The Biennale has held editions in Barcelona 1985, Thessaloniki 1986, Barcelona 1987, Bologna 1988, Marseille 1990, Valencia 1992, Lisbon 1994, Turin 1997, Rome 1999, Sarajevo 2001, Athens 2003, Naples 2005, Puglia 2008, Skopje 2009, Thessaloniki-Rome 2011, Ancona 2013, Milan 2015, Tirana-Durres 2017, San Marino 2021. The Biennale has involved over 10.300 artists, with a total of over 750.000 visitors. It has been acknowledged as the most important event for young artists in the Euro-Mediterranean region. Multidisciplinarity has always been one of its strengths, because it has spanned from the visual arts to the applied arts, moving images, literature, gastronomy, music and performances, to name just a few. During each Biennale, several hundred artists peacefully “occupied” the host city over days and weeks: the arts have been a means to invest the city and prove the potential of culture as a tool for social and human development. In the latter years and, given the general context, to make the event more sustainable, the Biennale has changed format and has reduced the total number of artists involved. It has continued to be the event where to showcase young emerging artists from the Euro-Mediterranean but it has also developed into a structured opportunity for research, training, networking to set-up transnational collaboration projects. The Biennale has made possible, especially in recent editions, collaborations in various forms, from artists’ residencies to training and research projects, from presentations of the results of European projects to workshops, actively involving both local communities and BJCEM members. The Biennale is indeed the culmination of a research project that accompanies young artists in their growth, by offering them not only an exhibition showcase, but by giving them useful tools to become active professional artists in the Euro-Mediterranean region. In the last 30 years, the region has undergone profound changes and the Biennale has stayed present, as a relevant actor. It has become an independent and consolidated international network, where organizations and professionals meet in a safe space and can work together with the shared aim of making the Mediterranean a place where dialogue and cooperation are understood as tools for peace building and development.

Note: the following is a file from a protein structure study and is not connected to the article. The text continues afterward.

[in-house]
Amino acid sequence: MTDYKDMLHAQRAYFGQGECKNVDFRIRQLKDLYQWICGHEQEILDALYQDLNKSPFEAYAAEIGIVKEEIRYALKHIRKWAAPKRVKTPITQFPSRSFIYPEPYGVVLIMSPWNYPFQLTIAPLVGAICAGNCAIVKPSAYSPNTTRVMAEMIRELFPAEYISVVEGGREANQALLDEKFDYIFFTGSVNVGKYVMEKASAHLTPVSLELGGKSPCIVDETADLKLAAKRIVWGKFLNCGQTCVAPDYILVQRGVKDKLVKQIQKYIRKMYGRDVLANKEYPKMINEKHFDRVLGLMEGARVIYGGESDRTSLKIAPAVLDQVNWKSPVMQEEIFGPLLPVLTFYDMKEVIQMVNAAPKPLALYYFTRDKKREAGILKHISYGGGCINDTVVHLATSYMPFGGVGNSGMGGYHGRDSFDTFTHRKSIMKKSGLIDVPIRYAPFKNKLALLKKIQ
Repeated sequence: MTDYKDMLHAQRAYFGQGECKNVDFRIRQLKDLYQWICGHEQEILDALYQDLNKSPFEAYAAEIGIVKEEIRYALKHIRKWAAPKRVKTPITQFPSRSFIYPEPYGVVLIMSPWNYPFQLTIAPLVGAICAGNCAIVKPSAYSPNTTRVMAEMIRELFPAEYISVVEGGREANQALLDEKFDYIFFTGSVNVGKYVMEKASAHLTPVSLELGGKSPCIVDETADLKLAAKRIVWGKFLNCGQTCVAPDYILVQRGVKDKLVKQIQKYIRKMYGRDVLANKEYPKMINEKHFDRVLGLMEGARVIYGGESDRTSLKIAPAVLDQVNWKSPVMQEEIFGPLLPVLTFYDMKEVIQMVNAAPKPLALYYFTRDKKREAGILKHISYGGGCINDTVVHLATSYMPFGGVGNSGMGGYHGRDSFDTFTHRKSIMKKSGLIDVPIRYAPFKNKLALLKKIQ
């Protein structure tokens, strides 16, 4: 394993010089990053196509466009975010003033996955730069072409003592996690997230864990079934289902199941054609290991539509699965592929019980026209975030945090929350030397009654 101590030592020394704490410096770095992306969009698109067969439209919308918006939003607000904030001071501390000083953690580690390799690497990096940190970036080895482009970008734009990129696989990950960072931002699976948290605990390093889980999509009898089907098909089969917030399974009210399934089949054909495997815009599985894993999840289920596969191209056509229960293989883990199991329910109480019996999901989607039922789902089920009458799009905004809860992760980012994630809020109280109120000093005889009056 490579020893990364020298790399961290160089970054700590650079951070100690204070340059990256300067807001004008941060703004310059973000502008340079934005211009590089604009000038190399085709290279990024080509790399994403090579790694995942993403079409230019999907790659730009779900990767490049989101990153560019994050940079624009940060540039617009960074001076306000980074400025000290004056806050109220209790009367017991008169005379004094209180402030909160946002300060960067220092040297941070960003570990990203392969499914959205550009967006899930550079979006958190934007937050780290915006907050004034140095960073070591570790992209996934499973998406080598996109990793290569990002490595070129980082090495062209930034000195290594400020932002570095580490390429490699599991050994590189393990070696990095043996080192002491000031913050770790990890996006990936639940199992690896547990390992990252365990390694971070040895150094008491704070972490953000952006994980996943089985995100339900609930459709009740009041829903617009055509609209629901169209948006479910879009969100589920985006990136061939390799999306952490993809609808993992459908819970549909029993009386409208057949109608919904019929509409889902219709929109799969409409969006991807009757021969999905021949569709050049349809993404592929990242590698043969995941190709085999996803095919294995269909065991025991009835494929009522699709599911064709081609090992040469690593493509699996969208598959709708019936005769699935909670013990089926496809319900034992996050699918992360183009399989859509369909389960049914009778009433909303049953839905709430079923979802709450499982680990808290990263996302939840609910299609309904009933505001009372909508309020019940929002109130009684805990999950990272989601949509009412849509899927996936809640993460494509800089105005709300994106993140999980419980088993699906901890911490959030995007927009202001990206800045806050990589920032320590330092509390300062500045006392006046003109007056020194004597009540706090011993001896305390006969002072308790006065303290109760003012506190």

A platform for the launch of the careers of young Euro-Mediterranean artists, the Biennale’s success is proven by the success of the artists that it has unwaveringly supported and promoted. Among these, we are proud to mention IRWIN, Grazia Toderi, Eva Marisaldi, Miltos Manetas, Vanessa Beecroft, Eulalia Valldosera, Adel Abdessemed, Vasco Araújo, Tobias Putrih, Erzen Shkololli, Mathieu K.Abonnenc, Ayreen Anastas, Giorgio Andreotta Calò, Haris Epaminonda, Damir Očko, Didem Erk, Ayman Ramadan, Elena Mazzi, Emilio Vavarella, Noor Abed, Adrian Abela, Noor Abuarafeh, Hanan Benammar, Yesmine Ben Khelil, Maeve Brennan, Johanna Bruckner, Madison Bycroft, Binta Diaw, Adji Dieye, Caterina De Nicola, Alessandra Ferrini, Francis Offman, Marina Xenofontos, among others.

BJCEM is supported by: